on Sep 25, 2015 @ 07:22 pm|
How do you react when your child comes home with a really bad report card? I can remember my dad helping me with math and when Ibrought home a test that was just pathetic his response was " that's ok dear, you'll do better next time" That stood out for me and I strived to do better for him and myself. Yelling is not the way to go. Offer to help and reassure him/her that they can and will do better probably next time
|A TO D- on Sep 26, 2015 @ 06:49 pm|
Your dad sounds like a very smart man.I agree I see many parents that expect too much from their children.Your right yelling is not the answer.
|Report cards on Sep 26, 2015 @ 07:44 pm|
My advice as a teacher is to get your child to have an honest discussion with you about their learning. Ask your them how they thought they performed during the term and why. Give the child the opportunity to really think about what they liked to learn about and what they struggled with. All you need to do at this point is listen to them. Do not pass judgement or tell them that you are upset with their results.
Once you start the discussion, focus on the positive aspects first. Let them know in which areas they've really shown improvement or are excelling in. This will show the child that they are capable of doing well and will ease their nerves, as well as boost their self esteem. Do this for both subject areas and classroom behaviour as well.
Continue by discussing the areas in which they need to improve on (again focusing on both subjects and behaviour). Let them know that this is a work in progress and that with a plan, they can achieve better results. Whatever you do, don't berate them, compare them to their siblings or other friends, or punish them for bad grades. We all fail at some point in our lives. The important thing is that we follow through with a plan to boost ourselves back up.
What I mean by a plan is that you need to sit down with your child and preferably their teacher and see what can be done both at home and at school to ensure better results next time. Keep in mind that learning doesn't only happen at school, so it's important to take a look at the habits that are being formed at home as well. Any changes to the family dynamics such as a divorce or a new sibling, could also play a role in your child's learning.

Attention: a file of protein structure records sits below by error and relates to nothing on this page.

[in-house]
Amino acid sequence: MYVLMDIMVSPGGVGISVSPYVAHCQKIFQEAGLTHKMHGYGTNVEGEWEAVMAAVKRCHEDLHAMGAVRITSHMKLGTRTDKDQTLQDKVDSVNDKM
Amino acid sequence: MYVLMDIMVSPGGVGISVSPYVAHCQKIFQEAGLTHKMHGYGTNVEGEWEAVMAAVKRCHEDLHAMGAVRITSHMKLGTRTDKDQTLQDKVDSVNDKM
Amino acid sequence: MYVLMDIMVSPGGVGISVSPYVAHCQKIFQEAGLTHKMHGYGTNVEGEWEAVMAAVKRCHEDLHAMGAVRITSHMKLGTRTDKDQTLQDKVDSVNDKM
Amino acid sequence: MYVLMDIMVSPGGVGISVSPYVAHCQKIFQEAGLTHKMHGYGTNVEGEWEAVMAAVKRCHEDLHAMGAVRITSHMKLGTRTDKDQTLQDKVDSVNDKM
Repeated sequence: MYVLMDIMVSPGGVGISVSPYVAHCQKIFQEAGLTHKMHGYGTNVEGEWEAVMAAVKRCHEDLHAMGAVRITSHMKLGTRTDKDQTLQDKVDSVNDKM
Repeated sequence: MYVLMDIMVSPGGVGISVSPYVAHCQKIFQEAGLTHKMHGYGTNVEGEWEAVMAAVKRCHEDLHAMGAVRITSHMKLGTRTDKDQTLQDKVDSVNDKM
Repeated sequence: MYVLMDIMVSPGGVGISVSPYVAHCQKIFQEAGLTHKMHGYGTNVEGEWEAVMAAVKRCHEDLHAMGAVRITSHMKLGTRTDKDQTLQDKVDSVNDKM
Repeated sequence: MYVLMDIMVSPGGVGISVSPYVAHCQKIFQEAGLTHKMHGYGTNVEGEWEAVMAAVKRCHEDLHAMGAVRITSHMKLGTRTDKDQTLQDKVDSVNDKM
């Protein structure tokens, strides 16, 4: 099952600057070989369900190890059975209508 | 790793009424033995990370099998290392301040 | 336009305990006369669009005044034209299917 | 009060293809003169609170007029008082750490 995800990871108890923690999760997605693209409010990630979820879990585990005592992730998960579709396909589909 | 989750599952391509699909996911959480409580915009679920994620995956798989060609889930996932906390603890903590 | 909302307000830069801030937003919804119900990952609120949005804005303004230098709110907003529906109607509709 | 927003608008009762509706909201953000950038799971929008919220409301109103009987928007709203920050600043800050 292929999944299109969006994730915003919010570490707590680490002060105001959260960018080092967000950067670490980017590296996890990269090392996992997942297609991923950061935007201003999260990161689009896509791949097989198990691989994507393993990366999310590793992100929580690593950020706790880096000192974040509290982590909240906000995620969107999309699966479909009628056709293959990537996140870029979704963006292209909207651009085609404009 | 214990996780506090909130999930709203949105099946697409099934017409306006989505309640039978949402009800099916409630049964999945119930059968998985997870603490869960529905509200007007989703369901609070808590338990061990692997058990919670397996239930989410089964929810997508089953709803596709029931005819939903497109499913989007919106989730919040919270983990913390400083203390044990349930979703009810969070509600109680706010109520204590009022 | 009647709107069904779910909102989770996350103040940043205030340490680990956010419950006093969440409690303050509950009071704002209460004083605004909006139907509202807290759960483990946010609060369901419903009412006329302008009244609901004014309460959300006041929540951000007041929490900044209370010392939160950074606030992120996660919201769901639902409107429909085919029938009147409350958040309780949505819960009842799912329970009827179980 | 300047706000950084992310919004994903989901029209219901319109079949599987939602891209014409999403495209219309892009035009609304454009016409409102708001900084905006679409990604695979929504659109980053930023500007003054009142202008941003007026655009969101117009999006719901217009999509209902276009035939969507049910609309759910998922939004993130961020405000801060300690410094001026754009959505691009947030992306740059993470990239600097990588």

This is why I encourage both parents and students to attend parent/teacher interviews. What I usually do when a child needs improvement is to establish a three-way contract or plan which states what the parent, teacher and child will do in order to help the child succeed. If you can't attend a parent/teacher interview, make sure to work out a plan with your child at home, to the best of your abilities. For instance, if they need to improve their reading skills, would they need extra tutoring, would they need to increase the time spent reading at home, do they need to review vocabulary words or spend more time studying for tests? Write down all suggestions and choose the ones that you both think will work best. You can always send a note to the teacher to keep them up to date on your plan and he/she can give you advice. What's important is that you periodically check up and review the plan with your child during the next term to see whether they've been improving along the way.
Along with your plan, you and your child should also come up with consequences if they do not follow through. For instance, if they watch tv during their reading time, what will the consequence be? Establish it together with your child so that they are actively in agreement with their plan and if it comes time to implementing the consequence, they will understand why they are being told that they can't have a certain privilege for the time being.
It's important to note that if you feel that your child's learning is affected by something deeper, like a special need, please set up a meeting with your child's teacher and school psychologist. The earlier you do this, the better. It will help you all to come up with the right strategies to help your child learn and also give the teacher a clearer perspective as to how to better serve the needs of your child.
|.. on Sep 27, 2015 @ 11:51 am|
I agree totally